Drowning not waving

I found Captain Vern, who takes punters direct from Utila to Roatan aboard a lovely catamaran. The trip’s more expensive than taking two ferries to and from La Ceiba, but I thought it worth it for the time and mucking around I would save myself. We picked up 10 hungover-looking Danish girls who slept dotted about the boat for the entire trip. I chatted with the only other passenger – an young island boy who was very easy on the eye.

It was raining when I alighted so I jumped in a cab, only to see Skye happily sloshing around barefoot in the mud a little ways up the road. She jumped in, and came back with me to our hostel. I argued with the cabbie over the fare as is fast becoming my personal custom in any new place (he tried to charge me double coz Skye had gotten in the car. The ride was less than 3 minutes long. Fucker.) We checked me in to our simple wooden cabin which was ensconced in a lush green rainforest at the West Bay end of the island.

I showed Skye my sandlfy bites and she oohed and ahhed sympathetically: it was good to be in the company of an old mate. Skye and I met about 10 years ago when she was doing her undergraduate, and I was working at the University of Wollongong. We had been introduced through our incorrigible & infectious friend, Mikey and his soul-soothing lady, Jody. The pair of them had gathered around them the most gorgeous group of girls & boys – many of whom I am pleased to still call friends to this day.

Skye & I had only really spent time together at a collection of crazy college house parties… and while we had very likely shared a little history & possibly even bared our souls to one another – both of us admitted to not really remembering a lot from those days.

What I do know is this: Skye always had a big bright sunny smile on her dial; she was always doing something interesting – whether that be sailing through the Whitsundays or doing a marine science post grad; and she seemed to be very easy-going. I was looking forward to spending some quality time with her and hearing her stories. We had similar intentions for travel for the next month or so. It would be nice to have some company on the road.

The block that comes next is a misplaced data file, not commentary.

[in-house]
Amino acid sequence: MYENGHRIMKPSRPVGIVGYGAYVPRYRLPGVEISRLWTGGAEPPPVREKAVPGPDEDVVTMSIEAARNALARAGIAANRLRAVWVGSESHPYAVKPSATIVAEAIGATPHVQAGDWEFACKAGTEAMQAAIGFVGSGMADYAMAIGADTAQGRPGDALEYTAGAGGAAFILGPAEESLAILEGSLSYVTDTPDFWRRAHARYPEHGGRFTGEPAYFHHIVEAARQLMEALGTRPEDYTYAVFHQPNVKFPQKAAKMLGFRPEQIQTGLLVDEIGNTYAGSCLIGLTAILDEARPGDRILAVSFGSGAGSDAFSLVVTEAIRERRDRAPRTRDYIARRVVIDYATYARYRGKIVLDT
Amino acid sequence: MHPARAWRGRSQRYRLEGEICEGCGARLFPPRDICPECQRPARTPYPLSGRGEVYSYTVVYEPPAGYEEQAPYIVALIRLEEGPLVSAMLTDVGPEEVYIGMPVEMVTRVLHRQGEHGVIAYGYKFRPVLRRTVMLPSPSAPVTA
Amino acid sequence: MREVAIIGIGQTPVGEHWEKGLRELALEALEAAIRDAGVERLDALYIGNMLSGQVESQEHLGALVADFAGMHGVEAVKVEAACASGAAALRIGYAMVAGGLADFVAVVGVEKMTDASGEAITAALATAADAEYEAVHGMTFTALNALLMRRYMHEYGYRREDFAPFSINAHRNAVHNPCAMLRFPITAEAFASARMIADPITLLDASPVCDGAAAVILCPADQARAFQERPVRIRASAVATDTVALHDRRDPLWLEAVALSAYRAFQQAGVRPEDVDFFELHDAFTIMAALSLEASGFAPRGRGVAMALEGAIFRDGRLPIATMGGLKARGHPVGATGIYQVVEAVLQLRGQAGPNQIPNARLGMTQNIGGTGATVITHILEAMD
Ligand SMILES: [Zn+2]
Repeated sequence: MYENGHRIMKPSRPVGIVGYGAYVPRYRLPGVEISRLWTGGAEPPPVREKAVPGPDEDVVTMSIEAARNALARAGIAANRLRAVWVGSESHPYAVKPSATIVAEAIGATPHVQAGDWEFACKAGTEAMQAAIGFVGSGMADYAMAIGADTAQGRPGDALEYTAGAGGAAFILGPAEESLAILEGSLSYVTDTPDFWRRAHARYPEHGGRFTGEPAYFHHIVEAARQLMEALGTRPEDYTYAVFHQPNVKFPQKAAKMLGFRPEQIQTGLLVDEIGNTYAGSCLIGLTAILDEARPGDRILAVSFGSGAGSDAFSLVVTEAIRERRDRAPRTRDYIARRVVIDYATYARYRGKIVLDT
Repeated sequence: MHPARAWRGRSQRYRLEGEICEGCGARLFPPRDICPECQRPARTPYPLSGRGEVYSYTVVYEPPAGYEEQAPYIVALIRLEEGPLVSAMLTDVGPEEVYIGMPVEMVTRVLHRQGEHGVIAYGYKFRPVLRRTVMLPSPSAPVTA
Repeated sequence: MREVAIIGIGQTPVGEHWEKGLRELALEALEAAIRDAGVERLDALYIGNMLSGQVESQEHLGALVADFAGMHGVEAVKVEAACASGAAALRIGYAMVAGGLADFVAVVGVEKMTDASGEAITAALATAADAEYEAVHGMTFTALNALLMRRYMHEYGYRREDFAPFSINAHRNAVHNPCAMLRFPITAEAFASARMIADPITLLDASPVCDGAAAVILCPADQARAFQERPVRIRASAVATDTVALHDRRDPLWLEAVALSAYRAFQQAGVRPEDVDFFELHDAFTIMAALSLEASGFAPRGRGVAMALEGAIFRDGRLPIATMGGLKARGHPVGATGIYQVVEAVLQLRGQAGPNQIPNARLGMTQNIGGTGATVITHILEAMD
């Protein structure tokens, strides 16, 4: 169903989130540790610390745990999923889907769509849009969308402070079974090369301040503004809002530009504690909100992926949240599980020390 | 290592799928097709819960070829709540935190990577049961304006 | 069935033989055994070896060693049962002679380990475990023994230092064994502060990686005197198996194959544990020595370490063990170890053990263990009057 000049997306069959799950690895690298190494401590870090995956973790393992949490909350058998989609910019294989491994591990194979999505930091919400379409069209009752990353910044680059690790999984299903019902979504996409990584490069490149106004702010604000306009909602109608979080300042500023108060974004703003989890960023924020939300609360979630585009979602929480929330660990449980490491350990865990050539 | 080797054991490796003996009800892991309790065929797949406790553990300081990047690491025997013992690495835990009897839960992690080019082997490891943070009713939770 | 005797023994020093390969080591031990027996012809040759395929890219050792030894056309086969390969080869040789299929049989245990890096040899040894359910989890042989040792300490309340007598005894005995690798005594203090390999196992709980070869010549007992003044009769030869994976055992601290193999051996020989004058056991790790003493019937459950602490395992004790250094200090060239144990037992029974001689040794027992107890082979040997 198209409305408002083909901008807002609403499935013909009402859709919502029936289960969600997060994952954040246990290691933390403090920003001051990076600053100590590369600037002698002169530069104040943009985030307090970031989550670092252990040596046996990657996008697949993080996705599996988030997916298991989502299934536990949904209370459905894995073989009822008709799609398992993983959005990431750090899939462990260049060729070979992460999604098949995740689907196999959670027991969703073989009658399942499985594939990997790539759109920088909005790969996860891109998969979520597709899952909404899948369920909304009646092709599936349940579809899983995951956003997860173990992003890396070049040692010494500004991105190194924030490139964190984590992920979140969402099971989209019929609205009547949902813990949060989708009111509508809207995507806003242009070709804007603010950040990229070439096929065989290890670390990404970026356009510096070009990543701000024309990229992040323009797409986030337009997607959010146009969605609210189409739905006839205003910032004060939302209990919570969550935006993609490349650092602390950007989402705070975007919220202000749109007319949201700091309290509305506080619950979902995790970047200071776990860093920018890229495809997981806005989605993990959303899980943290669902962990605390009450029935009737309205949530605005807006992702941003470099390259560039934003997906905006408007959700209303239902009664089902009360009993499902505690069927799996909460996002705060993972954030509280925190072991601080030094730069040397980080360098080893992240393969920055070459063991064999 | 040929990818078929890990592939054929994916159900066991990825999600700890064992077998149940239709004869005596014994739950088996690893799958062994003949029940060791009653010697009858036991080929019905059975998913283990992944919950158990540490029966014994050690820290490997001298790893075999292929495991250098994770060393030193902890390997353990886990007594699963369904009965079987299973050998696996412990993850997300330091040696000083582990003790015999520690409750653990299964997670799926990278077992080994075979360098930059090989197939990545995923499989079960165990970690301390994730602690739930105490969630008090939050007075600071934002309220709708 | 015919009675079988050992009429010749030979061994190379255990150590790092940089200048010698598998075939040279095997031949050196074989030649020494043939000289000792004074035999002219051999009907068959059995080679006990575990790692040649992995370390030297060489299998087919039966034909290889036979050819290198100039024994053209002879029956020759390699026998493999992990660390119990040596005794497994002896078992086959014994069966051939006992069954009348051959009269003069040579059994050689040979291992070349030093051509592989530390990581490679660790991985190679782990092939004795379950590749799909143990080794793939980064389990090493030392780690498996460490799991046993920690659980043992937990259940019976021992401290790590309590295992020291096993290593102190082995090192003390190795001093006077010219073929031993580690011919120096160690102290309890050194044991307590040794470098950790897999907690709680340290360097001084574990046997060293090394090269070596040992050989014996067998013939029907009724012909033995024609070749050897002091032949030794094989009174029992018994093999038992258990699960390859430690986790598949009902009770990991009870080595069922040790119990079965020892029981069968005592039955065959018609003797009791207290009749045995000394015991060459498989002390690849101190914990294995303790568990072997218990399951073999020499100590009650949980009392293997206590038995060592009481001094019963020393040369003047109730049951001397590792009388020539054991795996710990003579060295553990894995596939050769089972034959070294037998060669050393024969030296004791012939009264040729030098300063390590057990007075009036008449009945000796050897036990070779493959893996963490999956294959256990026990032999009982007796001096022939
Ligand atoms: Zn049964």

We went & got some groceries and booze, and spent the rest of the day just mooching about, getting to know each other and catching up. I organised some diving for the next couple of days with an outfit called Ocean Connection. We played cards with our neighbours that night: a couple of amiable lads from Montana who were getting their Dive Certificates.

Over the next two days, I went out diving with Stefan the Swede in the mornings. I’ve been very lucky to get DMs all to myself. I much prefer this, than to diving in a large group because you’re always going to be at the mercy of the people who chew through their air (it’s standard practice that a dive ends when any one person gets low on air). Stefan had great eyes (for spotting stuff as opposed to the colour of) and was extraordinarily excitable under water. He kept yelling thru his reg and waving his arms about wildly. He was a bit odd, but I liked him.

There were schools and schools of fish. Loads of pretty plants. And on both days, we got to see graceful turtles gently gliding through the gardens.

On one dive, we did a swim-through and were greeted by thousands and thousands of silverfish, swarming. I couldn’t see Stefan’s fins at one point, there were so many of them. Just incredible.

We saw a small pod of dolphins during a surface interval. I wanted to jump in the water with them, but they were moving at a cracking pace. I wouldn’t have been able to keep up.

We also saw loads of little nudibranchs. Nudibranchs are a type of sea slug without shells. There’s some 3,000 different species that have been identified. They’re typically tiny (starting from as little as ½ cm) and characteristically colourful with pretty patterns – a lot of them have ‘feathers’ and ‘horns’. I’ve since discovered they’re also hermaphrodites. I’d encourage you to Google images of them. Soooo pretty!